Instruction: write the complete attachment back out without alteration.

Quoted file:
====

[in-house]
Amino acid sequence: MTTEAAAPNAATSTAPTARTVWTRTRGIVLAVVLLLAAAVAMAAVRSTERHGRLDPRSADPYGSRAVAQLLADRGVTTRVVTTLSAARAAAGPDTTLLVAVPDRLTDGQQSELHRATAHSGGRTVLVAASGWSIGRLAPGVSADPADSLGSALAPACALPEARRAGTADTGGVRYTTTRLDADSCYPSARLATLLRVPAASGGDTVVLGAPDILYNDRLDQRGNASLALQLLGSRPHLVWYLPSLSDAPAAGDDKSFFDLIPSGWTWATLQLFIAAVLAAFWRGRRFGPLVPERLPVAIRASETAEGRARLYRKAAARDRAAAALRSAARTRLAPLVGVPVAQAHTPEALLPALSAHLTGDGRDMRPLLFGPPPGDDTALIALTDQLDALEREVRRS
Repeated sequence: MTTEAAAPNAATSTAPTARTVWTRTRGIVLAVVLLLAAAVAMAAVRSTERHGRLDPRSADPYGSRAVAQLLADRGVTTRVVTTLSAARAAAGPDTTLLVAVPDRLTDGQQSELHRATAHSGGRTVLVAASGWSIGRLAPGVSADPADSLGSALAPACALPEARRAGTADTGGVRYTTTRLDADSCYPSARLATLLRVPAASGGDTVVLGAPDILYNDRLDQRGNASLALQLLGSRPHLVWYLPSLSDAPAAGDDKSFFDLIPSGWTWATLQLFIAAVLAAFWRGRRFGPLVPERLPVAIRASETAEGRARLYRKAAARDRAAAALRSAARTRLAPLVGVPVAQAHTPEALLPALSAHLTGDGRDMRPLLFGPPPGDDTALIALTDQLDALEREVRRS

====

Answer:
[in-house]
Amino acid sequence: MTTEAAAPNAATSTAPTARTVWTRTRGIVLAVVLLLAAAVAMAAVRSTERHGRLDPRSADPYGSRAVAQLLADRGVTTRVVTTLSAARAAAGPDTTLLVAVPDRLTDGQQSELHRATAHSGGRTVLVAASGWSIGRLAPGVSADPADSLGSALAPACALPEARRAGTADTGGVRYTTTRLDADSCYPSARLATLLRVPAASGGDTVVLGAPDILYNDRLDQRGNASLALQLLGSRPHLVWYLPSLSDAPAAGDDKSFFDLIPSGWTWATLQLFIAAVLAAFWRGRRFGPLVPERLPVAIRASETAEGRARLYRKAAARDRAAAALRSAARTRLAPLVGVPVAQAHTPEALLPALSAHLTGDGRDMRPLLFGPPPGDDTALIALTDQLDALEREVRRS
Repeated sequence: MTTEAAAPNAATSTAPTARTVWTRTRGIVLAVVLLLAAAVAMAAVRSTERHGRLDPRSADPYGSRAVAQLLADRGVTTRVVTTLSAARAAAGPDTTLLVAVPDRLTDGQQSELHRATAHSGGRTVLVAASGWSIGRLAPGVSADPADSLGSALAPACALPEARRAGTADTGGVRYTTTRLDADSCYPSARLATLLRVPAASGGDTVVLGAPDILYNDRLDQRGNASLALQLLGSRPHLVWYLPSLSDAPAAGDDKSFFDLIPSGWTWATLQLFIAAVLAAFWRGRRFGPLVPERLPVAIRASETAEGRARLYRKAAARDRAAAALRSAARTRLAPLVGVPVAQAHTPEALLPALSAHLTGDGRDMRPLLFGPPPGDDTALIALTDQLDALEREVRRS